As a hardware reviewer it is difficult to get excited over old hardware and while my enthusiast roots cringe whenever anyone suggests an AMD build even though I know the CPU can play “some” of the latest titles and for the most part still very affordable. The biggest problem with AMD builds wasn’t so much the CPU but finding a suitable motherboard. It would seem that is no longer an issue.
In this review we looked at the Gigabyte 990FX-Gaming. This is a refreshed motherboard built on the AMD 990FX and designed for gaming. Given that most users looking at AMD are doing so with budget concerns there are three other motherboards to consider including the 990X-Gaming-SLI, 970-Gaming-SLI and 970-Gaming. Each board comes with a similar set of features including M.2 SSD support, upgraded audio and in most cases SLI and Killer Networks controllers.
The Gigabyte 990FX-Gaming performed as expected with solid performance and good memory support. In this review I tested the motherboard with two different AMD processors to keep the numbers fair. The first was an AM3 Phenom 1090T which has been in the Hardware Asylum Labs for quite some time and the second being the 220W FX-9590 8 Core monster. As you would expect the 1090T is down on power when compared to the newer AM3+ platform but would overclock well on the 990FX-Gaming sorting a 250Mhz BCLK without issue.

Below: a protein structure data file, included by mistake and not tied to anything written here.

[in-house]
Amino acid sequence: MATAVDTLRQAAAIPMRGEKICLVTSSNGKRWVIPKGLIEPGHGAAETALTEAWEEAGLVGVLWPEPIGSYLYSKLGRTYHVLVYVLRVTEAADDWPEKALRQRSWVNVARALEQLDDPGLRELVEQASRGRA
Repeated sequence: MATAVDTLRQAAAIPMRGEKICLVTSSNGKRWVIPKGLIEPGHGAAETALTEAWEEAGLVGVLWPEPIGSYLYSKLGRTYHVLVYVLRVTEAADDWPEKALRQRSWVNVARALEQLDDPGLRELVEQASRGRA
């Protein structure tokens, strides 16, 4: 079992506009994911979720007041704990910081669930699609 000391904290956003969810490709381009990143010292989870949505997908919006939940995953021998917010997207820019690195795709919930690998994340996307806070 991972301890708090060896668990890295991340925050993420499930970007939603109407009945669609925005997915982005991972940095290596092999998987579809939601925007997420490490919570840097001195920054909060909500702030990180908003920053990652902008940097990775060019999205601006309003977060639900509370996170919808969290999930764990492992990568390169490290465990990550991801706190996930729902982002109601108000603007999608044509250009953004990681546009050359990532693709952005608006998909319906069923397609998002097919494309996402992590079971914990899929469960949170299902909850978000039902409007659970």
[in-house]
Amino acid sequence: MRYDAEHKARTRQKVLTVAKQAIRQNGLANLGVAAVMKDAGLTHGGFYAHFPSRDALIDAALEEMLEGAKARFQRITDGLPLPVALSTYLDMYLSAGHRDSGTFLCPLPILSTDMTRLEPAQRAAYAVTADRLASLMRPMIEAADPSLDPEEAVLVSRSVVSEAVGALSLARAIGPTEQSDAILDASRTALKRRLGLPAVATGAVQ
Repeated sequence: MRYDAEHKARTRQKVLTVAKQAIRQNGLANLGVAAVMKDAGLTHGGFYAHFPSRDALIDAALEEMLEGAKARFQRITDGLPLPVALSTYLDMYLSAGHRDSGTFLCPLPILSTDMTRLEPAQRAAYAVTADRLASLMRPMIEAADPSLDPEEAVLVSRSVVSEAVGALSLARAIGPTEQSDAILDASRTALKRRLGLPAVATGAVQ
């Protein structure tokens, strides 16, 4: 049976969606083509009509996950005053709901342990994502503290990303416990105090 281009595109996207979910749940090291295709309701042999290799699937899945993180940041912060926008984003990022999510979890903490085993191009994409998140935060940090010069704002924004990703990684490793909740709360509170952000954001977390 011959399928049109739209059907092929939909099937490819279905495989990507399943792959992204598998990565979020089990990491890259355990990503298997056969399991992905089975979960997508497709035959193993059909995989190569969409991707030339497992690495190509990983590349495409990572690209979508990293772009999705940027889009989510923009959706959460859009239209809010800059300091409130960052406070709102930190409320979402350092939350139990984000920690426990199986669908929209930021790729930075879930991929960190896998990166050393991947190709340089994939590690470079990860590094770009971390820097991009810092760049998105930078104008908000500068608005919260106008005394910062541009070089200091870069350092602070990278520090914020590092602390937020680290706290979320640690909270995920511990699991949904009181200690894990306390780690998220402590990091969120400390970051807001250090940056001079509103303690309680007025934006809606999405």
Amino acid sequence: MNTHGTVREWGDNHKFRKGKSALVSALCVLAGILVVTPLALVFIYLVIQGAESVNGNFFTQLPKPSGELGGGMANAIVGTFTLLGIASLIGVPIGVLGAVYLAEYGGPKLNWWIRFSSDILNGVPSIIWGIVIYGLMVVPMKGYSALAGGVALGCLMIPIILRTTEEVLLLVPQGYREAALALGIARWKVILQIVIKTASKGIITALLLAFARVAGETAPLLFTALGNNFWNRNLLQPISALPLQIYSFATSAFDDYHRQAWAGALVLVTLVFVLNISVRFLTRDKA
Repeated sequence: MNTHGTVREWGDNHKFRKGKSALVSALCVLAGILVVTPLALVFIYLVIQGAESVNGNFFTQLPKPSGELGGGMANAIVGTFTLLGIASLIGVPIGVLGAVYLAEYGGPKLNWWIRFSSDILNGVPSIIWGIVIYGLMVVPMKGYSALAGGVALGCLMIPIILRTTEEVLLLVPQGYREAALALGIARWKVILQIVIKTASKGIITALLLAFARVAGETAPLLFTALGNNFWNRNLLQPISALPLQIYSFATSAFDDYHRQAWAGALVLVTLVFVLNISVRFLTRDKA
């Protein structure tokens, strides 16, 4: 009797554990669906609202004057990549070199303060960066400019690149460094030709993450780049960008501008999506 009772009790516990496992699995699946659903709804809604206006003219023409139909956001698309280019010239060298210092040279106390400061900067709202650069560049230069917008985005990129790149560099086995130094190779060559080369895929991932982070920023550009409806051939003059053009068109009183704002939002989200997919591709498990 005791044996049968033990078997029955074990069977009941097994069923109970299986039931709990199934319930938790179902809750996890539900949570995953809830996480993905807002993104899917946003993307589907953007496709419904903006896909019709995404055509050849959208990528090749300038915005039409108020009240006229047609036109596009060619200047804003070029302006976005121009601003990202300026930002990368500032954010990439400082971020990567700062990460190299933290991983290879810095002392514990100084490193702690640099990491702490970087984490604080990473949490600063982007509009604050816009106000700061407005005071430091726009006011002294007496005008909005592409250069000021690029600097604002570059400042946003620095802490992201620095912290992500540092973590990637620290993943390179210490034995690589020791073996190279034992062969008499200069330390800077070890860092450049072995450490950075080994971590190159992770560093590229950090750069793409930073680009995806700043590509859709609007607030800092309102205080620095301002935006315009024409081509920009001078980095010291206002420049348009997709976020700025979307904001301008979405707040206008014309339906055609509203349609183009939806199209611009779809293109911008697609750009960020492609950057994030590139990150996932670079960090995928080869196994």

On the other hand the FX-9590 is already extremely fast with a turbo feature taking it to 5Ghz and despite my efforts I had issues getting the CPU to overclock and remain stable. I suspect this was due to the CPU is already being at the upper limits and needing something a little more extreme (LN2) to make it go faster.
Of course raw performance in a modern PC game doesn’t come from the CPU but the video card and external connections. For this it is important to note that the 990FX-Gaming supports SLI and AMD Crossfire giving you a good way to increase video performance without needing a top of the line CPU. The motherboard also comes with a variety of modern features including USB 3.1 and USB 3.0, M2. SSD support. Combine those with a Killer Networks E2201 controller that can offload network cycles and the versatile Gigabyte AMP UP audio system and you have a rather efficient motherboard for all your AMD needs.
USB 3.1 Type C
Killer Networks Controller
Large Motherboard Heatsink
Needed more fan headers